We may earn a commission when you buy through links in our articles. Learn more.

The best DC comics ever

While they’re the all-stars of the roster, there’s more to the best DC Comics than just Batman and Superman - check out our recommendations.

Best DC Comics - art showing batman, catwoman and the joker

While it hasn’t yet had quite the same boom as Marvel on the cinema front, DC has some of the best comics known to man. The best DC comics are immensely enjoyable, exciting, thought provoking reads that have been massively influential to the superhero genre and the comic medium as a whole. This guide will introduce you to a wide range of the best DC comics, both old and new, from the dark and brooding Batman, to the larger than life Superman, to the many lesser-known comics that are well worth your time.

If you want more reading material, we’ve also got advice to share on the best Star Wars comicsbest Marvel comics, best Image comics, and best Dark Horse comics. Now get ready to dive in and get a full sense of the richness of the DC comics universe.

Batman: The Long Halloween

The best young Batman DC comic

Today’s best deals
Batman: The Long Halloween specifications:
Author Jeph Loeb
Artists Tim Sale
Reasons to buy
  • See Batman in his role as the great detective rather than the caped crusader
  • Excellent, Tim-Burton inflected gothic artwork
Reasons to avoid
  • Not a pure detective comic like Batman: Year One, not a pure superhero comic like later Batman.


Continuing from Batman: Year One, Batman: The Long Halloween by Jeph Loeb tells a compelling mystery story in the early years of Batman’s caped crime-fighting career. It features an inexperienced Batman, a noir detective style, and a strong serial killer story, with a mystery to explore. It also does a good job of introducing the main Batman rogue’s gallery throughout its run, as well as the origins of classic villain Two-Face.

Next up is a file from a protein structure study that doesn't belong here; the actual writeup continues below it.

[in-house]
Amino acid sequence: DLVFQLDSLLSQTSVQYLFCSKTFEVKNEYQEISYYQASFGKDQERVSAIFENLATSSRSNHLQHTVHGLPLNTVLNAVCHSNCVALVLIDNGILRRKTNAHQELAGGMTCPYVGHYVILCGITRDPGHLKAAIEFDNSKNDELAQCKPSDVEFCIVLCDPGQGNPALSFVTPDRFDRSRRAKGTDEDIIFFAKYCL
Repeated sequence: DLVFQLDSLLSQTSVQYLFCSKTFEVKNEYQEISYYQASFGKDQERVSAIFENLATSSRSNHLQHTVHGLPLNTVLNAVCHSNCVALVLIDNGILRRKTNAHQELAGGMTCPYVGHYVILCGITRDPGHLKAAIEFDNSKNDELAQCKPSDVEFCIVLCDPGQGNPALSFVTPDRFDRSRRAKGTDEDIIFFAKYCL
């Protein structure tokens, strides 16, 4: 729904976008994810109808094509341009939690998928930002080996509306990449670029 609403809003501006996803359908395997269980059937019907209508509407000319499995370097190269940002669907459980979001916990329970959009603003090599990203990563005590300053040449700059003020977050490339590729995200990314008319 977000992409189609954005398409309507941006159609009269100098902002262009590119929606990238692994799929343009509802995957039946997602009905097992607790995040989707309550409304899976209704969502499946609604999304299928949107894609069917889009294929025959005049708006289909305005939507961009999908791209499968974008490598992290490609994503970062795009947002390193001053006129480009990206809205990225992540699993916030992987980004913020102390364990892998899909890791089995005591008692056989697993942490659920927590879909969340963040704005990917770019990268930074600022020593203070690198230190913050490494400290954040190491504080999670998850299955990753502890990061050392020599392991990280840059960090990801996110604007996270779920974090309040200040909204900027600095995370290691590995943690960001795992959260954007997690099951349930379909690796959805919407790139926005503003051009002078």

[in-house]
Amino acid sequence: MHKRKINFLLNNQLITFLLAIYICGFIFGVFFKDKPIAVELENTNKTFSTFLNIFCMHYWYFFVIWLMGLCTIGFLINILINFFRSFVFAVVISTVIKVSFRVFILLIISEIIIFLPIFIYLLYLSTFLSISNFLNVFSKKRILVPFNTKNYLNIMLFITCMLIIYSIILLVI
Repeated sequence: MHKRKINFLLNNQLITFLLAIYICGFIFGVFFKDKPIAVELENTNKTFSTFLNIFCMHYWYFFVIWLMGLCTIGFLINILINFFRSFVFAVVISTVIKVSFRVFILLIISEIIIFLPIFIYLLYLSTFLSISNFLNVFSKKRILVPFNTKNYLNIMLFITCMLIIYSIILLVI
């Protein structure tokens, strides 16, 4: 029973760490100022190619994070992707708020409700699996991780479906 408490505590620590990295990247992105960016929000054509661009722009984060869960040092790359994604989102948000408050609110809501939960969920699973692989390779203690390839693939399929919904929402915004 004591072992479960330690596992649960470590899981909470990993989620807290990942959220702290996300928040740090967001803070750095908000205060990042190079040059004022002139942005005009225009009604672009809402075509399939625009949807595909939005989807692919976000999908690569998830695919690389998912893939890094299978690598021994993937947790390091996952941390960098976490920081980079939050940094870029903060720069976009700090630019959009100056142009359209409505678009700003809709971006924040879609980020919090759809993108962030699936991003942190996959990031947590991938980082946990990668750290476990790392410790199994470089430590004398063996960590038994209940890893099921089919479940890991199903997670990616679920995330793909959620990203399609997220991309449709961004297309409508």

Batman: The Long Halloween focuses on Batman’s attempts to tackle corruption and the mob in Gotham, and features a good balance between supervillain baddies and a more mundane sort of nastiness. It was a major source of inspiration for the 2022 film The Batman, starring Robert Pattison.

All-Star Superman

The best Superman comic

Today’s best deals
All-Star Superman specifications:
Author Grant Morrison
Artists Frank Quitely
Reasons to buy
  • A lightning fast distillation of what makes Superman so wonderful
  • Gorgeous, heroic art
  • Full of cheeky dives into Superman deep lore
Reasons to avoid
  • You’ll get through the two slim volumes faster than a speeding train

All-Star Superman is rightly lauded as one of the best Superman stories of all time, and it’s a solid recommendation for anyone who wants to find out what Superman is all about or read a pure and simple superhero story, without the now-popular helping of edge or angst.

This DC comic tells the story of a Superman who’s found out he has just a year to live, after a radioactive incident. It explores a more vulnerable side of the invincible Man of Steel, digging deep into his personality, motivations, and connections with other characters, as he sets out to put his affairs in order. Featuring charming characters, and strong emotional beats, plus stunning artwork – this work by a legendary duo of Grant Morrison and Frank Quitely deserves a spot on any best DC comic book list.


An influential classic

Today’s best deals
Watchmen specifications:
Author Alan Moore
Artist Dave Gibbons
Reasons to buy
  • A visionary re-examination of the superhero myth, our desire for heroes, and comics history
  • Clever as hell
  • Alan Moore’s argument against gritty super hero stories, told as a gritty super hero story
Reasons to avoid
  • The ending, while well grounded in Moore’s project for the book, is weird and potentially disatisfying
  • A key reason for the boom of edgy, forgettable 90s superheroes.

Watchmen by Alan Moore is a massively influential DC comic, one of a number of comic books from the 1980s that reimagined superheroes as, not the larger than life paragons of virtue they were generally presented as up to that point, but something more human, and much, much less infallible. Arguably spawning the ‘dark and gritty’ superhero subgenre, Watchmen has been massively influential, shaping plenty of media today, from The Boys to Invincible.

Full of new, interestingly flawed characters, an exciting and thematically rich story of Cold War politics and the corrupting nature of power, and stylish artwork, there are few DC Comics as fine as Watchmen. The Times even put it on its list of the top 100 best novels since 1923.

The Sandman

The best fantasy DC comic

Today’s best deals
The Sandman specifications:
Author Neil Gaiman